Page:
What are you guys' opinions?

EDIT: Cool so now I remember there is a Technique specific forum here...so feel free to move it mods before I get bashed.
I never really studied a technique, i'm self taught and my stroke developed through just years of playing, i just wanted to get on the set and play without having to think about it too much and that's what i did. Obviously, learning techniques that have proved themselves over time will probably make you a better player and will make playing easier, i just do what's comfortable for me.
 

joeysnare

Silver Member
one technique ive used for a number of years is holding the stick in the middle and rocking my wrist back and forth to hit my ride with the tip and butt of the stick. it wasnt till i watched a mike mangini video about six months ago that i finally saw someone else do it. it just always seemed to make sense to me same amount of effort for twice the strokes, really helps with some of my bands faster parts. but of course some people have told me its cheating.
 

JT1

Silver Member
one technique ive used for a number of years is holding the stick in the middle and rocking my wrist back and forth to hit my ride with the tip and butt of the stick. it wasnt till i watched a mike mangini video about six months ago that i finally saw someone else do it. it just always seemed to make sense to me same amount of effort for twice the strokes, really helps with some of my bands faster parts. but of course some people have told me its cheating.
Well i'm sorry but there is nothing cheating about that, it's called using your initiative, and it's a damn good idea if i do say.
 

SAINTDRUMS

Senior Member
My take on this topic is simple - if you play and it's causing pain, injury or even blisters, your technique is most likely wrong or should be adjusted at the very least. I would like to add this - when you listen to music either on a CD or on the radio, you don't get to see the drummers technique but you do get to hear their ability. No matter what your technique may be, at the end of the day, it's how you play that I think matters most... As an example, you're listening to Neil Peart play and you think he's great and then you get to see a DVD of him playing and realize that his technique is absolutely horrible (just an exaggerated example here - don't flame me!). Would you think any less of his playing or him as a drummer? I wouldn't because as we all know playing the drums requires many things to work in concert together.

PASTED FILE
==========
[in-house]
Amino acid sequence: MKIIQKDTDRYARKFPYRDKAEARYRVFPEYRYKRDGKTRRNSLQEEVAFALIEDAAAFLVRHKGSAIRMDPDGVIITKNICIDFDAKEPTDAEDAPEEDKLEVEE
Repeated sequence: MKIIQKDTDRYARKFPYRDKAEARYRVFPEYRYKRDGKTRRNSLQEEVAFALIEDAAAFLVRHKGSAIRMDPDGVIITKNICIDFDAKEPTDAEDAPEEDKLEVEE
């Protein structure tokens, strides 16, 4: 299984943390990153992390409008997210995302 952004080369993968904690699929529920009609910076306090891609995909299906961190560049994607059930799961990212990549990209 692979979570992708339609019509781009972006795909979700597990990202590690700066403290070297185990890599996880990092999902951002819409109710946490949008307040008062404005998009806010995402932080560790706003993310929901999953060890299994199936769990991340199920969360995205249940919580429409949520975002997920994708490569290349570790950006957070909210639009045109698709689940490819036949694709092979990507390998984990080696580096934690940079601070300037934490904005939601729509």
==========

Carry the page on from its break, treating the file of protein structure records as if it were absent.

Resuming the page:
donv

Silver Member
Yes, you have a very valid point. Take the Moeller stroke. It was not invented by Moeller. He named and popularized it based on watching the best players of his day and noticing that they all had that same natural motion. The technique came to people naturally first - the analysis and name came later.

Jeff
Actually Jeff, Moeller never used the term. He referred to it as the technique of the ancients. Why ancients? Got me, and no one I've asked has been able to answer that one. Moeller also encouraged matched grip and the finger technique, but the Moeller Technique was a term used by others to describe that one technique he wrote about and we all know to be what it is today.
 

donv

Silver Member
one technique ive used for a number of years is holding the stick in the middle and rocking my wrist back and forth to hit my ride with the tip and butt of the stick. it wasnt till i watched a mike mangini video about six months ago that i finally saw someone else do it. it just always seemed to make sense to me same amount of effort for twice the strokes, really helps with some of my bands faster parts. but of course some people have told me its cheating.
Nothing cheating about it at all as JT1 stated. Quad players have been doing it for years.
 

dairyairman

Platinum Member
Actually Jeff, Moeller never used the term. He referred to it as the technique of the ancients. Why ancients? Got me, and no one I've asked has been able to answer that one.
i think i might know. i've heard very old drum corps called names like "the ancient and honorable order" and things like that. maybe that's what he was referring to. i'm sure he wasn't referring to ancient egyptians drummers or whatever.
 

ChipJohns

Senior Member
Technique:
  1. the manner and ability with which an artist, writer, dancer, athlete, or the like employs the technical skills of a particular art or field of endeavor.
  2. the body of specialized procedures and methods used in any specific field, esp. in an area of applied science.
  3. method of performance; way of accomplishing.
  4. technical skill; ability to apply procedures or methods so as to effect a desired result.

First of all, We all have a form of technique. And, if you have ever played a flam you have used a formal technique!

Why does it have to be either or. If we develop our technique as a means to better express ourselves than it is worthwhile.

It isn't one or the other unless we personally decide to make it that way.